By Bernard Markstein, Ph.D.
It’s all here: the impact of the coronavirus, data-based predictions for the construction industry, and the best opportunities for your p-h-c business moving forward.
After more than 10 years, the longest U.S. expansion on record came to a screeching halt due to the novel coronavirus. A recession precipitated by the pandemic began in March of last year. Although not officially declared yet, most economists agree that June was the last month of a very short, deep recession. Even though economic growth resumed in July, economic activity has yet to return to its pre-pandemic level. Return to that level as measured by Gross Domestic Product (GDP) is unlikely to happen until at least the second half of this year or early next. At the same time, employment will be even slower to recover. The seasonally adjusted (SA) unemployment rate fell from its recession peak of 14.8% to 6.7% by the end of last year. However, that is still fairly high, well above its pre-pandemic level of 3.5%.
When will employment levels return to normal?
Part of the reduction in the unemployment rate is due only partially to more people finding employment, as many workers have dropped out of the labor force. This is a result of some workers having to stay home due to illness, or to care for a sick household member, or to care for children who either no longer have daycare available to them or are remote learning. Others have dropped out the workforce as they believe there are no jobs available. Many of these people choose to attend school or a training program in order to upgrade their skills and credentials to make themselves more marketable.
Recovery for both the economy and employment depends on the speed of distribution of the coronavirus vaccines and on the percentage of the population willing to be vaccinated. It will be at least late summer or fall before a sufficient number of people are vaccinated and the economy can return to some semblance of pre-pandemic normal. Nonetheless, many of the negative effects of the pandemic on the economy will linger. Consequently, employment levels will not return to their pre-pandemic levels until late next year at the earliest and more likely not until 2024.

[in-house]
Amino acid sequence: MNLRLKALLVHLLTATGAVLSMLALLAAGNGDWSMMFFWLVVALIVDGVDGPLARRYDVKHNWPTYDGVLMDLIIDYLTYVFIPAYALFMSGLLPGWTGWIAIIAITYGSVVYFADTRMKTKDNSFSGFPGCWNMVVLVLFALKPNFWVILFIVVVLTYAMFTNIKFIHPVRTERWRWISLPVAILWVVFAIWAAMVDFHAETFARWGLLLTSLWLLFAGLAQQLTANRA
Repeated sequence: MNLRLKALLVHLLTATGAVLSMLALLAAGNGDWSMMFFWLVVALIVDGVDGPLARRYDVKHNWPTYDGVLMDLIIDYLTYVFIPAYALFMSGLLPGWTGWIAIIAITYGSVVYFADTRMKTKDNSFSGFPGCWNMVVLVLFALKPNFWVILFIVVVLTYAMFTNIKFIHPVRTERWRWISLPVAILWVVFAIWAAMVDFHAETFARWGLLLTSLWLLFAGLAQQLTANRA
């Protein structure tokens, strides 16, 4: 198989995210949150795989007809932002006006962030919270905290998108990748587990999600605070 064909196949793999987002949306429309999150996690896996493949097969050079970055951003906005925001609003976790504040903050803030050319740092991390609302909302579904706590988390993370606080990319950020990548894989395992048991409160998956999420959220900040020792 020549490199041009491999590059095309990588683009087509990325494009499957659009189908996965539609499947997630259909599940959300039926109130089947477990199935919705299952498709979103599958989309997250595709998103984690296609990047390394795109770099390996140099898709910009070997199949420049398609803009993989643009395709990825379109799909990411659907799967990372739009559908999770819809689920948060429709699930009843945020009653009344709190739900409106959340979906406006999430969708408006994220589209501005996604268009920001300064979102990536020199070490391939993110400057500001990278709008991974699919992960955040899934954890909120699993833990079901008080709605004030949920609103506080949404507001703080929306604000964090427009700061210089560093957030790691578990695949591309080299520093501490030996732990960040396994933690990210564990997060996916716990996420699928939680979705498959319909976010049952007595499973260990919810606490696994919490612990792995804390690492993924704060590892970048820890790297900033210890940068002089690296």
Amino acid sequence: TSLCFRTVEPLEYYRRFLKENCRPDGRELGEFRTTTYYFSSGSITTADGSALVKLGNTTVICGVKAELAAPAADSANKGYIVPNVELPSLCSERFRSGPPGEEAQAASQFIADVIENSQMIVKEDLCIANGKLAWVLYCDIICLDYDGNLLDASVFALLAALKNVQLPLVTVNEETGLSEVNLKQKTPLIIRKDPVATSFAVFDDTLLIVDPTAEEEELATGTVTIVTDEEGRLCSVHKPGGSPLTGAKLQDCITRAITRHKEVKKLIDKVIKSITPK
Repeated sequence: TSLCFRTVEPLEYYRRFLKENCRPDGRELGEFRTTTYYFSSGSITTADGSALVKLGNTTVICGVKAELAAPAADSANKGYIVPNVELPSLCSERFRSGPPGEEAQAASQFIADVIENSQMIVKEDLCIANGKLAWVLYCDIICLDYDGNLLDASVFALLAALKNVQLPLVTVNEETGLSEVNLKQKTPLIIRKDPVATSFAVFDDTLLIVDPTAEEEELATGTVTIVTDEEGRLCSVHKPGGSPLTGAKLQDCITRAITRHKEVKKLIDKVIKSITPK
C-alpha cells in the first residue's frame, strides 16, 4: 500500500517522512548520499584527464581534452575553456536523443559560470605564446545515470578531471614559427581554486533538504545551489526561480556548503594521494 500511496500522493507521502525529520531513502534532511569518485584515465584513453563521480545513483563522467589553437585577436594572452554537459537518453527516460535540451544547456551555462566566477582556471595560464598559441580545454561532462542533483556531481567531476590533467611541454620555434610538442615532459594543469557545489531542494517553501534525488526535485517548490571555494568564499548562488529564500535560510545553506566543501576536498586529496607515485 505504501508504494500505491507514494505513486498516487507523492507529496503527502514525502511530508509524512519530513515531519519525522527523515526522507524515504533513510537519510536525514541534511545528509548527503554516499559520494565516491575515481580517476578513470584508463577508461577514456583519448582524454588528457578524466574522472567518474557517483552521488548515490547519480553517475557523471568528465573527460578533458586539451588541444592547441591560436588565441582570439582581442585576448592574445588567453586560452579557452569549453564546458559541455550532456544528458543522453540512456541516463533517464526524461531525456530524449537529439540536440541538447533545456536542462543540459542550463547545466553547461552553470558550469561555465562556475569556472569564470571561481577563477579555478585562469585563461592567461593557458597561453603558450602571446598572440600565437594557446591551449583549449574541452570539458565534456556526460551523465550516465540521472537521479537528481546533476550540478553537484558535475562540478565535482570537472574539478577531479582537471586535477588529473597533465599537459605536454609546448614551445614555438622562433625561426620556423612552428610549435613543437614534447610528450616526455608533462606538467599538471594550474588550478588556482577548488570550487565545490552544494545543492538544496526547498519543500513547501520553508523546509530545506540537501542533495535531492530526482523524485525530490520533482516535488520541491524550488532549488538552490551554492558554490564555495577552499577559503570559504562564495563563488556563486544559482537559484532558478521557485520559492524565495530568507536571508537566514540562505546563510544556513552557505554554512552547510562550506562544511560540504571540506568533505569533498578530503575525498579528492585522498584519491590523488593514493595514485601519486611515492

The $900+ billion 2020 COVID-19 relief package signed into law at the end of the year will offer some support to the economy. The Biden administration’s proposal for an additional $1.9 trillion coronavirus relief package would provide additional economic stimulus. Although the package will not pass in its proposed form, the final size of the package will strongly influence the speed of growth this year and next. The larger the final package, the better for overall growth and for repairing the damage from the pandemic to the economy.
Construction on the Rebound
Like most of the economy, construction, and therefore construction employment, was battered by the spread of COVID-19 and measures to limit its spread. However, construction performed better than many other occupational groups and has been relatively quick to rebound, though not back to its pre-COVID-19 levels. Construction employment fell 14.6% from its February peak to its April low, but rebounded strongly, up 13.2% from that low by year end. That left it 3.3% below its peak, down 253,000 jobs.
Plumbing and HVAC contractor employment, however, performed better overall. From its February peak, it dropped a bit less to its April low, down 13.2%. As of December, employment was up 12.8% from April, leaving it 2.2% below its peak, down 25,200 jobs.